Oops, it appeared that I had stumbled upon a twice-divorced, or an almost twice-divorced, as it were. The stakes were even greater here.
818 showed up at our first date with a bag of my favorite cookies and a smile that warmed me. We had that rare instantaneous connection and a comfort level as if we had known each other for years. During dinner, I discovered that he had a “rebound relationship.” Perhaps that was to put my initial concerns to rest. Well, it worked like a charm. Following dinner, he joined me at a business screening for one of the most bleak and morose films that I had ever seen. Was there some foreshadowing at work here?
The following morning, I arrived at work to find a sweet American Greetings e-mail card from him. The day after, a large box of my favorite European chocolate arrived. I was amazed by this man’s unbridled enthusiasm for me. It continued at a fever pitch shortly thereafter when he insisted upon picking me up at 6 a.m. (driving from the North Valley, no less!) to take me to LAX for my weeklong visit to Peru. Upon my return he was there again to get me and provided me with bags of groceries to make me feel welcome.
One month into this risky romance, I learned, over a candlelit dinner at The Ivy, that his nine-year marriage was preceded by seven years of a relationship. Oh no, I thought. This guy is barely out of a 16 year (oy!) liaison. He has barely had time alone his entire adult life. What am I doing here, I thought in horror? 818 assured me that he was ready to be with a woman and that his marriage was “over before it was over.”
818’s unbridled enthusiasm turned into a runaway train careening down the mountain at breakneck speed. A crash occurred as we were nearing the two-month mark. It appeared that intimacy was far too difficult a task for this man. Like a deer caught in the bright glare of blinding headlights, he ran off (without so much as an explanation or a kind goodbye) as if a bloodthirsty hunter was chasing him.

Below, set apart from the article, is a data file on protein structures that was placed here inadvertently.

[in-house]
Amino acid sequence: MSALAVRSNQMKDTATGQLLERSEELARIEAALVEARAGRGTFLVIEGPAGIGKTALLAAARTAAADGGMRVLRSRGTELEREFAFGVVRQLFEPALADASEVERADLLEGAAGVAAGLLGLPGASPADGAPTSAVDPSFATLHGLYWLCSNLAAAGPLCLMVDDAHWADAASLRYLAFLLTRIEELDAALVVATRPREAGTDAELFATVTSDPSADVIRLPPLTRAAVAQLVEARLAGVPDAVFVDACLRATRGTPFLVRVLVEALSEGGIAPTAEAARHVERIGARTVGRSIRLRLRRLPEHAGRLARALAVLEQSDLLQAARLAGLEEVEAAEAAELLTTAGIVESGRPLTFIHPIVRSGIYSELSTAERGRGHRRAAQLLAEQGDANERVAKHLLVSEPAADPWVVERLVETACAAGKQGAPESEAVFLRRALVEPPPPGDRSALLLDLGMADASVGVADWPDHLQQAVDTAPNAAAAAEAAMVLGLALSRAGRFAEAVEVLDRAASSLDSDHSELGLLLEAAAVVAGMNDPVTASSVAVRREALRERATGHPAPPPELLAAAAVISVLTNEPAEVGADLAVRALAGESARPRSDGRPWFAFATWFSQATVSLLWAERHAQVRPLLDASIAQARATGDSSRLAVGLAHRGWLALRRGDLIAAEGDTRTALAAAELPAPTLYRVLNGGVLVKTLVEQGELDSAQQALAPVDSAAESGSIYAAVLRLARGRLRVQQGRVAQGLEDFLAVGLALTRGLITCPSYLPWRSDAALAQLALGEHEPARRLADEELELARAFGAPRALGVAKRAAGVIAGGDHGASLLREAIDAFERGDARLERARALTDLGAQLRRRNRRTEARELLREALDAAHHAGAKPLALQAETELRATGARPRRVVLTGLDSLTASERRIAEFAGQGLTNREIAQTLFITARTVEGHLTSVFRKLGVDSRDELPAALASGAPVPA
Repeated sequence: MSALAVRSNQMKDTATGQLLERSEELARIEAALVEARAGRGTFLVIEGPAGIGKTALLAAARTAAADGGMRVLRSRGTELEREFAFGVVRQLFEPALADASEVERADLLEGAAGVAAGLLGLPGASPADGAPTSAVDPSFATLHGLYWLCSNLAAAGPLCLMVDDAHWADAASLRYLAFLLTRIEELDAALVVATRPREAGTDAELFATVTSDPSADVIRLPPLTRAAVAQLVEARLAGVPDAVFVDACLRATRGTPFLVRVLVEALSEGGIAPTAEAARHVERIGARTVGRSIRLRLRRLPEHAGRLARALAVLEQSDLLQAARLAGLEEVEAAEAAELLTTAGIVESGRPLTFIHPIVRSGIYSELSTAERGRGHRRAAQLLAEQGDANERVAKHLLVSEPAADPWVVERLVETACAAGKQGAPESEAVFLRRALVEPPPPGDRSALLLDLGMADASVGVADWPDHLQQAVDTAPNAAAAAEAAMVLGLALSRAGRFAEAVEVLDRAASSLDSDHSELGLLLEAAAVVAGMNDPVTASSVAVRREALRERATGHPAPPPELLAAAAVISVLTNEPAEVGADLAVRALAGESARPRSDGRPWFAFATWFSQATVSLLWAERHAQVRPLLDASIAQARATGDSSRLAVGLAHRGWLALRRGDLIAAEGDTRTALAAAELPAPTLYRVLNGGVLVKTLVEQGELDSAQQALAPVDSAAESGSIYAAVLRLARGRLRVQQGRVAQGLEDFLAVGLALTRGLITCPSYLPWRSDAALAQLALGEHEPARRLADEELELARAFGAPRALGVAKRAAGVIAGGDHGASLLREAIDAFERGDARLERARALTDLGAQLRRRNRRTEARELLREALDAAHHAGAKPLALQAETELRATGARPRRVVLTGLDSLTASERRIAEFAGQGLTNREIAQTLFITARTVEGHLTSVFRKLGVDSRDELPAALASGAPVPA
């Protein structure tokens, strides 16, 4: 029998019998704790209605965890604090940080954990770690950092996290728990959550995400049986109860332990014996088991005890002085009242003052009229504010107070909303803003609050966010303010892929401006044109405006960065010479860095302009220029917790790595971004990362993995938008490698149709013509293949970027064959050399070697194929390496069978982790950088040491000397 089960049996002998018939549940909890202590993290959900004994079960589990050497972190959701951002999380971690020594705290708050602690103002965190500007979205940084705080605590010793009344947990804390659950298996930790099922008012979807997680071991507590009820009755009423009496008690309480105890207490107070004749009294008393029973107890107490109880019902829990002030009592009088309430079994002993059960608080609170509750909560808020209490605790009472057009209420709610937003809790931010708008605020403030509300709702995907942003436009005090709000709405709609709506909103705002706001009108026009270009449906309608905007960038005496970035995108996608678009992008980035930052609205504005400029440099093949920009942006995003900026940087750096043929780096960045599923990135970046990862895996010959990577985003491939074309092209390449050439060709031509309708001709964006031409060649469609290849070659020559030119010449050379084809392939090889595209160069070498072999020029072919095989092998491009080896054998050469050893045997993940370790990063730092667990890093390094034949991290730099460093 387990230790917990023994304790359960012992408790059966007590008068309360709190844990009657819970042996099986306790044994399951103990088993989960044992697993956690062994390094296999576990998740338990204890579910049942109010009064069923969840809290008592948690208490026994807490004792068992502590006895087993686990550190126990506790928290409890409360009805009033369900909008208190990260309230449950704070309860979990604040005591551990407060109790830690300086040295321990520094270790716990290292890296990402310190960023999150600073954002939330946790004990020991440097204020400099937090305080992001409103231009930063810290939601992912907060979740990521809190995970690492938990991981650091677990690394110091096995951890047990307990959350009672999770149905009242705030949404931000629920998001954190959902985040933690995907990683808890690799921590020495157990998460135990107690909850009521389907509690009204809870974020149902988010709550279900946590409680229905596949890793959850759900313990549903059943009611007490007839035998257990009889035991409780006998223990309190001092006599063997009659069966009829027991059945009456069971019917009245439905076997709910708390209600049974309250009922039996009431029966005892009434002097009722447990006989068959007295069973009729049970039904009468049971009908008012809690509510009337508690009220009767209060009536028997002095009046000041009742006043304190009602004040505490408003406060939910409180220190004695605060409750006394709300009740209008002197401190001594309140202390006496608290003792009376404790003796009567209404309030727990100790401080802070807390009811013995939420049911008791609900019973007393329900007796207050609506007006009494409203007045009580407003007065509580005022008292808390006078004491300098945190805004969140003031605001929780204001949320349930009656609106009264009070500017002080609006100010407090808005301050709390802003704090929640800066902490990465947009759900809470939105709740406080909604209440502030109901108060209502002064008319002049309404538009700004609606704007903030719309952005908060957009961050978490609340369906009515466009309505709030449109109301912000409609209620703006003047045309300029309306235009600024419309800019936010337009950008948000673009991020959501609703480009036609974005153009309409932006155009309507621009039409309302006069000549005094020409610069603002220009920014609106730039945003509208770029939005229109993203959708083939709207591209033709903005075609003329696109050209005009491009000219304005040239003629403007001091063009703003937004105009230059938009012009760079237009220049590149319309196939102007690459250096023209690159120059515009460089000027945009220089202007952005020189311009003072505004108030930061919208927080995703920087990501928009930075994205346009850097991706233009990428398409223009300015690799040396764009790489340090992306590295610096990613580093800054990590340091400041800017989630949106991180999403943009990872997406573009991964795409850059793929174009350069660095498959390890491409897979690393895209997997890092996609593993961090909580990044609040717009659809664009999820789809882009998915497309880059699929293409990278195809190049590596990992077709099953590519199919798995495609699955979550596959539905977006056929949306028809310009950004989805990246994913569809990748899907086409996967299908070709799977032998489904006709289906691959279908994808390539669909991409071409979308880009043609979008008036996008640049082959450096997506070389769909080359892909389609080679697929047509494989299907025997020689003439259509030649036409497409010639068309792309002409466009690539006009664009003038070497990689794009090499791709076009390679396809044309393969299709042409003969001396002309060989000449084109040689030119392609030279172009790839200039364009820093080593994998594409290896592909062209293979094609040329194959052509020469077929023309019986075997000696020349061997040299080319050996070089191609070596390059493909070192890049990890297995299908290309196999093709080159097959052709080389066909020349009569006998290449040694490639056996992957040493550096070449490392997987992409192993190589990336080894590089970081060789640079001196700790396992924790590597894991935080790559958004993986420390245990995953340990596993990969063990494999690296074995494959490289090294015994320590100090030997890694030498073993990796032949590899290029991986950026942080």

All along I had interpreted his intelligence, generosity and kindness as a man who had it together. When a man says he is ready to be involved, shouldn’t we just take that at face value and believe him? The answer is a resounding no! Most people, and I include myself in that group, are in denial after their marriages break apart. We feel that that we’re ready, even though we wanted the divorce and had been unhappily married. It’s as simple as getting back on that horse. If only it was.
Just months after I separated, I remember getting involved with a man who had been divorced for several years. I was so insulted when after one month of an auspicious start, he announced that the dumbest thing I could do would be to get involved in a relationship.
“Just date and have fun,” he advised. “Trust me, you think you’re ready, but you’re not.”
I realize now, over a year later, that he was completely right. And so was my wise client and friend, Leslie Fram, who wrote in her book, “How to Marry a Divorced Man” (Regan Books, 2003), that most men need two to four years to sort out the pain of their broken marriages.
In the future, I would approach dating a separated/recently divorced man as though I was wading in a swamp full of alligators. You may get through it unharmed — but life is too short. Why even take the chance?
Elizabeth Much is a partner with Much and House Public
Relations, where she runs the entertainment division. She can be reached via
e-mail at email@example.com